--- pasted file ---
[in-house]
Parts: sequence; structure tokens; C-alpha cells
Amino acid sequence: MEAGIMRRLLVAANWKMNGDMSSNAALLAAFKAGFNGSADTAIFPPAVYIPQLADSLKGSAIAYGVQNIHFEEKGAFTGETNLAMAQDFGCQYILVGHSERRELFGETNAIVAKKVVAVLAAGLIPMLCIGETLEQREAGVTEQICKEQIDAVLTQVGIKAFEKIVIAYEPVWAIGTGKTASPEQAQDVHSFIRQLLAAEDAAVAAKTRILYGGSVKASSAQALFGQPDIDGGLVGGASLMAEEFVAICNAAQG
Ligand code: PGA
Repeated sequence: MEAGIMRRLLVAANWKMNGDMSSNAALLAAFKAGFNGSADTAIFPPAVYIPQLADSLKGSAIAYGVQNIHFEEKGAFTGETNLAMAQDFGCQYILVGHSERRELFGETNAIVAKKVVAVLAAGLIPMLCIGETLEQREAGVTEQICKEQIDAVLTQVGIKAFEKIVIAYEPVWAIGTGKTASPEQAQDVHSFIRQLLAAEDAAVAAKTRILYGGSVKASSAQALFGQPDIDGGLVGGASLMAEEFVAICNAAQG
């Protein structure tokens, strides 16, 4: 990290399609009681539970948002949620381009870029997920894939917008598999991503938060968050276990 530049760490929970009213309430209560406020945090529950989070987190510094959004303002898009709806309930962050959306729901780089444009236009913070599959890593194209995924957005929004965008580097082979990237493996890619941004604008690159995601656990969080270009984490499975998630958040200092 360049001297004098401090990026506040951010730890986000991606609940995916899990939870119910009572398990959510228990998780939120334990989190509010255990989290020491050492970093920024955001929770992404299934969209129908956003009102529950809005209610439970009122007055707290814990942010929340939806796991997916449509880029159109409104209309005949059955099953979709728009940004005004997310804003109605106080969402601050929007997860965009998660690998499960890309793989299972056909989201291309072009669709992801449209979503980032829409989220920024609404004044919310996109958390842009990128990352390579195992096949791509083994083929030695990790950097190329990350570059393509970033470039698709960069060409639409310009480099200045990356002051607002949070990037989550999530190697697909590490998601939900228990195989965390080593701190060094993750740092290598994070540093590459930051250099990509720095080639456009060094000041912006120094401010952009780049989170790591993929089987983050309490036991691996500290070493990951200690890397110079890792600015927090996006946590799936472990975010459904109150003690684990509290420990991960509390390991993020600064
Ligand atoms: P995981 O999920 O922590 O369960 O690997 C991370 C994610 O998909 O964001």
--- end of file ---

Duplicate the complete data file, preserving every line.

[in-house]
Parts: sequence; structure tokens; C-alpha cells
Amino acid sequence: MEAGIMRRLLVAANWKMNGDMSSNAALLAAFKAGFNGSADTAIFPPAVYIPQLADSLKGSAIAYGVQNIHFEEKGAFTGETNLAMAQDFGCQYILVGHSERRELFGETNAIVAKKVVAVLAAGLIPMLCIGETLEQREAGVTEQICKEQIDAVLTQVGIKAFEKIVIAYEPVWAIGTGKTASPEQAQDVHSFIRQLLAAEDAAVAAKTRILYGGSVKASSAQALFGQPDIDGGLVGGASLMAEEFVAICNAAQG
Ligand code: PGA
Repeated sequence: MEAGIMRRLLVAANWKMNGDMSSNAALLAAFKAGFNGSADTAIFPPAVYIPQLADSLKGSAIAYGVQNIHFEEKGAFTGETNLAMAQDFGCQYILVGHSERRELFGETNAIVAKKVVAVLAAGLIPMLCIGETLEQREAGVTEQICKEQIDAVLTQVGIKAFEKIVIAYEPVWAIGTGKTASPEQAQDVHSFIRQLLAAEDAAVAAKTRILYGGSVKASSAQALFGQPDIDGGLVGGASLMAEEFVAICNAAQG
């Protein structure tokens, strides 16, 4: 990290399609009681539970948002949620381009870029997920894939917008598999991503938060968050276990 530049760490929970009213309430209560406020945090529950989070987190510094959004303002898009709806309930962050959306729901780089444009236009913070599959890593194209995924957005929004965008580097082979990237493996890619941004604008690159995601656990969080270009984490499975998630958040200092 360049001297004098401090990026506040951010730890986000991606609940995916899990939870119910009572398990959510228990998780939120334990989190509010255990989290020491050492970093920024955001929770992404299934969209129908956003009102529950809005209610439970009122007055707290814990942010929340939806796991997916449509880029159109409104209309005949059955099953979709728009940004005004997310804003109605106080969402601050929007997860965009998660690998499960890309793989299972056909989201291309072009669709992801449209979503980032829409989220920024609404004044919310996109958390842009990128990352390579195992096949791509083994083929030695990790950097190329990350570059393509970033470039698709960069060409639409310009480099200045990356002051607002949070990037989550999530190697697909590490998601939900228990195989965390080593701190060094993750740092290598994070540093590459930051250099990509720095080639456009060094000041912006120094401010952009780049989170790591993929089987983050309490036991691996500290070493990951200690890397110079890792600015927090996006946590799936472990975010459904109150003690684990509290420990991960509390390991993020600064
Ligand atoms: P995981 O999920 O922590 O369960 O690997 C991370 C994610 O998909 O964001």